Japan’s leader names new Cabinet to distance his administration from Unification Church

Japanese Prime Minister Fumio Kishida with party colleagues
Japanese Prime Minister Fumio Kishida, left, with colleagues at their party’s headquarters in Tokyo on Wednesday.
(Hironori Asakawa / Kyodo News)

Japanese Prime Minister Fumio Kishida reshuffled his Cabinet on Wednesday in an apparent bid to distance his administration from the conservative Unification Church over its ties to the assassinated leader Shinzo Abe and senior ruling party members.

The reshuffle was the second in just 10 months since Kishida took office following the July election victory that had been expected to ensure long-term stability until 2025. Abe’s shocking assassination July 8 and its impact on politics increased uncertainty instead as public support for Kishida’s Cabinet plunged.

Kishida told reporters Tuesday that a “strict review” of candidates’ ties to the church would be a “prerequisite” in the new lineup of Cabinet officials and Liberal Democratic Party executives.


He said he had instructed his ministers and other senior officials to clarify their connection to the South Korea-based Unification Church “so that we can achieve political and administrative work that can be trusted by the people.”

Abe was fatally shot while giving a campaign speech two days before the parliamentary election. Police and media reports say the accused gunman targeted Abe over suspected ties to the Unification Church, which the man hated because his mother’s massive financial donations to the church ruined his family.

Abe, in a video message last September to the church affiliate the Universal Peace Foundation, praised its work in support of peace on the Korean Peninsula and its focus on family values. Some experts say Abe’s video appearance may have motived his alleged killer.

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The ties between the church and Japan’s governing party go back to Abe’s grandfather Nobusuke Kishi, who served as prime minister and shared U.S. concerns over the spread of communism in Japan in the 1960s.

The church since the 1980s has faced accusations of devious recruitment and brainwashing of its adherents into making huge donations.


On Wednesday, Tomihiro Tanaka, president of the church, which now calls itself the Family Federation for World Peace and Unification, told a news conference that the church-related foundation that Abe was linked to is more politically active and involved in election campaigns.

But Tanaka denied any “political interference” with specific parties and said that Kishida’s call for his party members to distance themselves from the church was “regrettable.”

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Tanaka said the church and its affiliate groups have naturally developed closer ties with the Liberal Democratic Party conservatives than with others because of their shared anti-communist stance.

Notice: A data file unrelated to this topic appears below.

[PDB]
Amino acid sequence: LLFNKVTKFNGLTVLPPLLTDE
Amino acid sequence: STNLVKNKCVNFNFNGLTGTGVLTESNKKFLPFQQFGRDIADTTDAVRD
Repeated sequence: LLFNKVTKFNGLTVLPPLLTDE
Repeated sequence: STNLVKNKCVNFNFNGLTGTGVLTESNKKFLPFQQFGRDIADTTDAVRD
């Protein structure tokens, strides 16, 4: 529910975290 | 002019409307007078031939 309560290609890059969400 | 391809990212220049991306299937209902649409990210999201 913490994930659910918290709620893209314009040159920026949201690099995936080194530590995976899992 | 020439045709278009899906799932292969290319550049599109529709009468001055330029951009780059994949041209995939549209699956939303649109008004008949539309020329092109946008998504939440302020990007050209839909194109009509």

“We’ve worked together with politicians who have clear views against communism in order to build a better country,” Tanaka said. “We are pursuing the activity not only in Japan but as part of our global network against communism.”

Kishida said the main purpose of the reshuffle was to “break through one of the biggest postwar crises” in Japan, encompassing the COVID-19 pandemic, inflation, growing tensions between China and Taiwan, and Russia’s war on Ukraine. He was expected to further explain the new Cabinet at a news conference later Wednesday.

A survey released Monday by the NHK public television network showed support for Kishida’s Cabinet fell to 46% from 59%.

Most of the respondents said they think politicians had not sufficiently explained their ties to the Unification Church. Kishida’s plan to hold a state funeral for Abe has also split public opinion because of Abe’s arch-conservative stances on national security and wartime history. Critics see a state funeral as the government’s attempt to glorify Abe’s legacy.

Chief Cabinet Secretary Hirokazu Matsuno, who retained his post, announced the new lineup, including five members who kept their Cabinet posts, another five who were brought back and nine first-timers.

Seven ministers who acknowledged their ties to the church were removed. They include Defense Minister Nobuo Kishi, Abe’s younger brother, who said that church followers were volunteers in his past election campaigns, and Public Safety Commission Chairman Satoshi Ninoyu, who attended an event organized by a church-related organization.

Kishi was replaced by former Defense Minister Yasukazu Hamada. Taro Kono, who previously served as a vaccination chief during the pandemic and as foreign and defense minister, returned to the Cabinet as digital minister.

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Economy and Trade Minister Koici Hagiuda, who also had church ties, was shifted to head the party policy research committee and replaced by former Economy Minister Yasutoshi Nishimura. Katsunobu Kato was appointed health minister for the third time, tasked with coronavirus measures.

Despite criticism that Japanese politics is dominated by older men, the majority of the Cabinet members are still men older than 60, with only two women.

They include Sanae Takaichi, an ultra-conservative close to Abe who was appointed economic security minister, and Keiko Nagaoka, a first-timer who became education minister and replaced Shinsuke Suematsu, who also acknowledged his Unification Church links.

Gender Minister Seiko Noda, who admitted to sending a message to a church-related group’s event in 2001 that was attended by her aide, was replaced by Masanobu Ogura, a Cabinet novice.